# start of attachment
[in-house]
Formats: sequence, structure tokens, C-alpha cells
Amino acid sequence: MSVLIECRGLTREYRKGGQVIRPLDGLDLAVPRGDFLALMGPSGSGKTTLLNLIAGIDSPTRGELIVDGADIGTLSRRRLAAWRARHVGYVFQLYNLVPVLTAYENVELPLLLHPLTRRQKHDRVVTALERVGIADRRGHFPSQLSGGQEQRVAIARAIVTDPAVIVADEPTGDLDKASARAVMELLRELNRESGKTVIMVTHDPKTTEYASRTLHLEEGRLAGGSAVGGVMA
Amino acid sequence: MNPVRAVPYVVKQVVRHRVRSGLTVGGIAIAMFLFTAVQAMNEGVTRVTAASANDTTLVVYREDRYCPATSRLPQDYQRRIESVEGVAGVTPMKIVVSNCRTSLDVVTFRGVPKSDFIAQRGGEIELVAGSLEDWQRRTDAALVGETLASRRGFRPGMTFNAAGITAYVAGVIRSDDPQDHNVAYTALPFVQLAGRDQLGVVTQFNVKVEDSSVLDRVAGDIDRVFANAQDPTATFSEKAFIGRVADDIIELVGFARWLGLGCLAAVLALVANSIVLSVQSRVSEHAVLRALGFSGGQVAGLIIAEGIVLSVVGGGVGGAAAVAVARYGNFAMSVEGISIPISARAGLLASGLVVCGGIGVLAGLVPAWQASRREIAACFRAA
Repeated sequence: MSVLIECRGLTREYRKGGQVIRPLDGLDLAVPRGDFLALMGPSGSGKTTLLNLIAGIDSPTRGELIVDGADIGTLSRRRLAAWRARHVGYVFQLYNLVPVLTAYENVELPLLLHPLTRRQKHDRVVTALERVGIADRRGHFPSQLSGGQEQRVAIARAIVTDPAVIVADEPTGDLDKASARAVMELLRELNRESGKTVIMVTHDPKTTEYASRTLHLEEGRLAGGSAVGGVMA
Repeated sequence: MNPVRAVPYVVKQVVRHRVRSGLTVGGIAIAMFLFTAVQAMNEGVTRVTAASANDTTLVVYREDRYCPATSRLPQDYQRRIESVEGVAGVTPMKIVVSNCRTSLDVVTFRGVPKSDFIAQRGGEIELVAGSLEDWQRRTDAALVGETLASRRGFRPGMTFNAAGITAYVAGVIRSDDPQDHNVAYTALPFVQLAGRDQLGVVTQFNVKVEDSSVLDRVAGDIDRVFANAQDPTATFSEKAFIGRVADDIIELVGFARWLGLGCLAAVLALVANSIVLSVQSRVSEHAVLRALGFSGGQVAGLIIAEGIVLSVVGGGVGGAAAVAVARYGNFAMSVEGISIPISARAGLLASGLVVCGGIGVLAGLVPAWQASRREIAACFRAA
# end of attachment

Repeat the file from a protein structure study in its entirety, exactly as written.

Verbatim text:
[in-house]
Formats: sequence, structure tokens, C-alpha cells
Amino acid sequence: MSVLIECRGLTREYRKGGQVIRPLDGLDLAVPRGDFLALMGPSGSGKTTLLNLIAGIDSPTRGELIVDGADIGTLSRRRLAAWRARHVGYVFQLYNLVPVLTAYENVELPLLLHPLTRRQKHDRVVTALERVGIADRRGHFPSQLSGGQEQRVAIARAIVTDPAVIVADEPTGDLDKASARAVMELLRELNRESGKTVIMVTHDPKTTEYASRTLHLEEGRLAGGSAVGGVMA
Amino acid sequence: MNPVRAVPYVVKQVVRHRVRSGLTVGGIAIAMFLFTAVQAMNEGVTRVTAASANDTTLVVYREDRYCPATSRLPQDYQRRIESVEGVAGVTPMKIVVSNCRTSLDVVTFRGVPKSDFIAQRGGEIELVAGSLEDWQRRTDAALVGETLASRRGFRPGMTFNAAGITAYVAGVIRSDDPQDHNVAYTALPFVQLAGRDQLGVVTQFNVKVEDSSVLDRVAGDIDRVFANAQDPTATFSEKAFIGRVADDIIELVGFARWLGLGCLAAVLALVANSIVLSVQSRVSEHAVLRALGFSGGQVAGLIIAEGIVLSVVGGGVGGAAAVAVARYGNFAMSVEGISIPISARAGLLASGLVVCGGIGVLAGLVPAWQASRREIAACFRAA
Repeated sequence: MSVLIECRGLTREYRKGGQVIRPLDGLDLAVPRGDFLALMGPSGSGKTTLLNLIAGIDSPTRGELIVDGADIGTLSRRRLAAWRARHVGYVFQLYNLVPVLTAYENVELPLLLHPLTRRQKHDRVVTALERVGIADRRGHFPSQLSGGQEQRVAIARAIVTDPAVIVADEPTGDLDKASARAVMELLRELNRESGKTVIMVTHDPKTTEYASRTLHLEEGRLAGGSAVGGVMA
Repeated sequence: MNPVRAVPYVVKQVVRHRVRSGLTVGGIAIAMFLFTAVQAMNEGVTRVTAASANDTTLVVYREDRYCPATSRLPQDYQRRIESVEGVAGVTPMKIVVSNCRTSLDVVTFRGVPKSDFIAQRGGEIELVAGSLEDWQRRTDAALVGETLASRRGFRPGMTFNAAGITAYVAGVIRSDDPQDHNVAYTALPFVQLAGRDQLGVVTQFNVKVEDSSVLDRVAGDIDRVFANAQDPTATFSEKAFIGRVADDIIELVGFARWLGLGCLAAVLALVANSIVLSVQSRVSEHAVLRALGFSGGQVAGLIIAEGIVLSVVGGGVGGAAAVAVARYGNFAMSVEGISIPISARAGLLASGLVVCGGIGVLAGLVPAWQASRREIAACFRAA